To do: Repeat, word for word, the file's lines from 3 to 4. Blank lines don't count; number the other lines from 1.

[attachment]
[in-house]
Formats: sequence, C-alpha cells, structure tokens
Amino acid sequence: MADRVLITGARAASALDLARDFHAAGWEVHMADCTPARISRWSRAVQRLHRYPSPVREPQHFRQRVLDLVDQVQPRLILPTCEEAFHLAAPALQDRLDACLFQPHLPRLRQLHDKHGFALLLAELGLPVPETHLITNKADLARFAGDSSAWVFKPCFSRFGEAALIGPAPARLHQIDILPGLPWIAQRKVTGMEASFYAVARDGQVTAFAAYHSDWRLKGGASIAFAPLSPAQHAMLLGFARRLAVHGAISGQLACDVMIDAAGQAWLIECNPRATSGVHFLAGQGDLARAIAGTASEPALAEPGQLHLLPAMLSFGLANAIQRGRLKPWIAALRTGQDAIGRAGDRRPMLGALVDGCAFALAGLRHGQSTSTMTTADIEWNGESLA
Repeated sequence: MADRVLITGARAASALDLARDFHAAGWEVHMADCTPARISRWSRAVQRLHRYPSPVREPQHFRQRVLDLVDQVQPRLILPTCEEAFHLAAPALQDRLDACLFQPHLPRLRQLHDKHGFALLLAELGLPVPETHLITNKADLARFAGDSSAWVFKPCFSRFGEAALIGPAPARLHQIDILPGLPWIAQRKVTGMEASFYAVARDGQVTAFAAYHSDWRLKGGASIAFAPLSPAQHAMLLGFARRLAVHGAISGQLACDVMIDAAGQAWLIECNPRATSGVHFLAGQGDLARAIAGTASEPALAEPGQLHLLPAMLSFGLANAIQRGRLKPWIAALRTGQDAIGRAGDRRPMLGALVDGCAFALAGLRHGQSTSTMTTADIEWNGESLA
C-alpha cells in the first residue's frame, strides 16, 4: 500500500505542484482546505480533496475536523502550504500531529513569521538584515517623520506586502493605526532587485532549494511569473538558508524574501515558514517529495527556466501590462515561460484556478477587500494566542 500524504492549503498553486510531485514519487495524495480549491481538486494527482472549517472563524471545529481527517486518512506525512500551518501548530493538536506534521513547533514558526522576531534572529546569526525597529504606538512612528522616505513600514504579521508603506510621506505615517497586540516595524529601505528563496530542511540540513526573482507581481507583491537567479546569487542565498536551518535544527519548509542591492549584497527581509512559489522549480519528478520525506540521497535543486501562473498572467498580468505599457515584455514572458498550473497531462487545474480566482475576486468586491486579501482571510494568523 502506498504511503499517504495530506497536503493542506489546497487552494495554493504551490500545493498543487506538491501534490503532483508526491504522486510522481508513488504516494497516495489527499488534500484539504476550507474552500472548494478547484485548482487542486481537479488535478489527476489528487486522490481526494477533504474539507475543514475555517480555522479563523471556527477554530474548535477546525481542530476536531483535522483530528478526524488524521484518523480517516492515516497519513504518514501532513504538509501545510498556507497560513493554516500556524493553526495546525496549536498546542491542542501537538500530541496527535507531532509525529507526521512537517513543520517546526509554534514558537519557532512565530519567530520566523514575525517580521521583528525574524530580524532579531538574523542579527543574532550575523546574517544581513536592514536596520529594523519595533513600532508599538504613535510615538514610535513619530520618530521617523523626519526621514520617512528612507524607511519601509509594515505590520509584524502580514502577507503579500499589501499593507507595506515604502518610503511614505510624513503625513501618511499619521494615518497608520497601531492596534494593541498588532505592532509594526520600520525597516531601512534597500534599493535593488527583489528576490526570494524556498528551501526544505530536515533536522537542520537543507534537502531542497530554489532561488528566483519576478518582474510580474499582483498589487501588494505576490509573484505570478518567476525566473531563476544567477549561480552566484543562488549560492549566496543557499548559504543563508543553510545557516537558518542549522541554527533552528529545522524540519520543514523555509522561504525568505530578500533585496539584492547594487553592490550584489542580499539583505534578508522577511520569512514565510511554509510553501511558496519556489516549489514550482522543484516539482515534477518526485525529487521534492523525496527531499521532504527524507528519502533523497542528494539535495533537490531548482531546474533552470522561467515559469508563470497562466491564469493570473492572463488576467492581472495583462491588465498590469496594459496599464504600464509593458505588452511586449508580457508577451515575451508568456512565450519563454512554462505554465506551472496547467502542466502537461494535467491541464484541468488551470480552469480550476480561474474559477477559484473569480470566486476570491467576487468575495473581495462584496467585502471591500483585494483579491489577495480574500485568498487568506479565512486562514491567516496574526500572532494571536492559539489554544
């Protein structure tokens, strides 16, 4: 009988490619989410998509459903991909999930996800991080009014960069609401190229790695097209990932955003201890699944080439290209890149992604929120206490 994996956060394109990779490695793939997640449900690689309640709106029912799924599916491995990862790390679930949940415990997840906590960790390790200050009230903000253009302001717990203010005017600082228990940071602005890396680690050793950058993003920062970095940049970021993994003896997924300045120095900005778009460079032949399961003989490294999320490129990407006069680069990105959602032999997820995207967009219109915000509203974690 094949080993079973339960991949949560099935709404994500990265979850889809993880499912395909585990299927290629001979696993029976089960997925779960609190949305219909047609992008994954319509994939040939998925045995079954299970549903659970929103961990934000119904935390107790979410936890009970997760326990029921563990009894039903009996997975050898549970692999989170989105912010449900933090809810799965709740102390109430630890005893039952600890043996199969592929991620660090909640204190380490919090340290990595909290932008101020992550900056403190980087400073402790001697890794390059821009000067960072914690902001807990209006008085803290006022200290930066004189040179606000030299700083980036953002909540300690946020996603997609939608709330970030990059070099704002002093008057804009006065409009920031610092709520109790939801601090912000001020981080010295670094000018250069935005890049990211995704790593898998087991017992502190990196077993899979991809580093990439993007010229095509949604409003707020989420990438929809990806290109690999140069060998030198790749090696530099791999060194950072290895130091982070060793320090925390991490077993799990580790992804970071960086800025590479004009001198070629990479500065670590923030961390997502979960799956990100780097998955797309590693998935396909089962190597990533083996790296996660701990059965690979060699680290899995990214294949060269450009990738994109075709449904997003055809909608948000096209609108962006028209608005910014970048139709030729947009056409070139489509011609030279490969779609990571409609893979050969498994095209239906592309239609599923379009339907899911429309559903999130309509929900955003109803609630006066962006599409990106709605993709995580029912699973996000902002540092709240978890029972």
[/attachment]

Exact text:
Amino acid sequence: MADRVLITGARAASALDLARDFHAAGWEVHMADCTPARISRWSRAVQRLHRYPSPVREPQHFRQRVLDLVDQVQPRLILPTCEEAFHLAAPALQDRLDACLFQPHLPRLRQLHDKHGFALLLAELGLPVPETHLITNKADLARFAGDSSAWVFKPCFSRFGEAALIGPAPARLHQIDILPGLPWIAQRKVTGMEASFYAVARDGQVTAFAAYHSDWRLKGGASIAFAPLSPAQHAMLLGFARRLAVHGAISGQLACDVMIDAAGQAWLIECNPRATSGVHFLAGQGDLARAIAGTASEPALAEPGQLHLLPAMLSFGLANAIQRGRLKPWIAALRTGQDAIGRAGDRRPMLGALVDGCAFALAGLRHGQSTSTMTTADIEWNGESLA
Repeated sequence: MADRVLITGARAASALDLARDFHAAGWEVHMADCTPARISRWSRAVQRLHRYPSPVREPQHFRQRVLDLVDQVQPRLILPTCEEAFHLAAPALQDRLDACLFQPHLPRLRQLHDKHGFALLLAELGLPVPETHLITNKADLARFAGDSSAWVFKPCFSRFGEAALIGPAPARLHQIDILPGLPWIAQRKVTGMEASFYAVARDGQVTAFAAYHSDWRLKGGASIAFAPLSPAQHAMLLGFARRLAVHGAISGQLACDVMIDAAGQAWLIECNPRATSGVHFLAGQGDLARAIAGTASEPALAEPGQLHLLPAMLSFGLANAIQRGRLKPWIAALRTGQDAIGRAGDRRPMLGALVDGCAFALAGLRHGQSTSTMTTADIEWNGESLA